Zimbabwe: Fidelity hires outside lawyers for Langford estates dispute

Spread this news

LISTED insurance group, Fidelity Life Assurance (FLA) has engaged outside legal services for representation in the Langford Estates ownership dispute.

The dispute arose after FLA entered into a share sale agreement with CFI Holdings Limited (CFI) acquiring 80.77% of the shares of Langford Estates, a company whose sole asset is 834 hectares of land.

The purchase involved the assumption of CFI Holdings Limited’s US$16 million debt owed to a consortium of banks by the company.

Subsequently, a debt assumption and compromise agreement was signed between creditors of Fidelity and CFI Holdings, including Agrifoods, and FBC Bank Limited, Agricultural Bank of Zimbabwe Limited, Infrastructure Development Bank of Zimbabwe Limited, Standard Chartered Bank Zimbabwe Limited and CBZ Bank Limited.

Subsequently, Fidelity assumed CFI’s debt and 80.77% ownership of Langford Estates and duly repaid the debt.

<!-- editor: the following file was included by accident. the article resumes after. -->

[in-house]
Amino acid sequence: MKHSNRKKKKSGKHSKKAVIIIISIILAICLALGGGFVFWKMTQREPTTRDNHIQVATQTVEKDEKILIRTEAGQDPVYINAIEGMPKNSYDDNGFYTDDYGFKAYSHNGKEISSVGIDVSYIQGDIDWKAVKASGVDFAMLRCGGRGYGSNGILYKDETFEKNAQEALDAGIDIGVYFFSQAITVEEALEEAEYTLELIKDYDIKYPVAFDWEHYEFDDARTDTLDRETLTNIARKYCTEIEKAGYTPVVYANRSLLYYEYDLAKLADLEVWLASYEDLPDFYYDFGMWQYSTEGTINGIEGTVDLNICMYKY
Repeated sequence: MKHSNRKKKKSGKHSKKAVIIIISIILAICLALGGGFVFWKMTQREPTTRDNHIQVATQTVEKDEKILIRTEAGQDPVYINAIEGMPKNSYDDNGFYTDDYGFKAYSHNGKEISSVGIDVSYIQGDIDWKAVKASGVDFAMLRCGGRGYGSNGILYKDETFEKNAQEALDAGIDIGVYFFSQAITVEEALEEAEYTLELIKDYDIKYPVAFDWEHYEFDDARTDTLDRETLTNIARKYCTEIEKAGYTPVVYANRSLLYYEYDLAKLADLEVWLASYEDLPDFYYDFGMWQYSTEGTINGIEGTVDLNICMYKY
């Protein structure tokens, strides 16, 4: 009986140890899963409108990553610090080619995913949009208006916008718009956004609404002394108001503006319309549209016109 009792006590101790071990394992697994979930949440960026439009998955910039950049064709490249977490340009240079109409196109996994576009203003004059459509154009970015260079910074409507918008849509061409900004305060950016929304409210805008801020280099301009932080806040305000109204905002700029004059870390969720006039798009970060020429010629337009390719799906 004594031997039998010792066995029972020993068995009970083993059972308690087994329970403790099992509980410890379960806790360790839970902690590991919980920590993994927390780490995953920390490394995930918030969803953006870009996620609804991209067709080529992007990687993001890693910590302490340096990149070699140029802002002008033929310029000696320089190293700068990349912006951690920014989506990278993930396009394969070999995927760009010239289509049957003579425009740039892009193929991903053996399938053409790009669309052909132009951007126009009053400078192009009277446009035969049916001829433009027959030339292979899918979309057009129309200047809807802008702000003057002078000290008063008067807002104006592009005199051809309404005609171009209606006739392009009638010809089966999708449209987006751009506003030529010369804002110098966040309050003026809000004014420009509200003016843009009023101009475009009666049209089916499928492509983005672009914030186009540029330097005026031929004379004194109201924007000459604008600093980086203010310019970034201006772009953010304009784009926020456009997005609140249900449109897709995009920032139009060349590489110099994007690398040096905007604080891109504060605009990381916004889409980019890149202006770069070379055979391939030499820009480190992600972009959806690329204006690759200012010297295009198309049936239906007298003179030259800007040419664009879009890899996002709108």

In March 2018, the company received a letter from CFI contesting the Share Transfer Agreement and the Debt Recovery and Compromise Agreement.

“As the parties failed to find an amicable solution, CFI sued the Company before the Tribunal de Grande Instance and Arbitration respectively for cancellation of the debt assumption contract and for cancellation of the share transfer contract.

“Both matters are pending resolution in both forums. The administrators have engaged outside legal counsel to represent the interests of Fidelity Life,” the company said in a recent update.

Meanwhile, Fidelity managed to post an after-tax profit of $274.9 million on an inflation-adjusted basis for the year ended December 31, 2021, which is strong growth.

Investment income increased to ZW$1,722.3 million and net premiums written increased from ZW$611.8 million to ZW$1,070.1 million, driven by aggressive premium reviews and strong organic growth in the life portfolio as well as significant new product inflows,” said company president Livingstone Gwata.

Going forward, the company expects revenues to grow faster than costs through the combination of new financial solutions and new markets.

“High inflation imposes a responsibility on us to ensure that we preserve value for our policyholders and all stakeholders. To that end, diversification of the investment portfolio is a priority for the current financial year,” Gwata added.

Shirlene J. Manley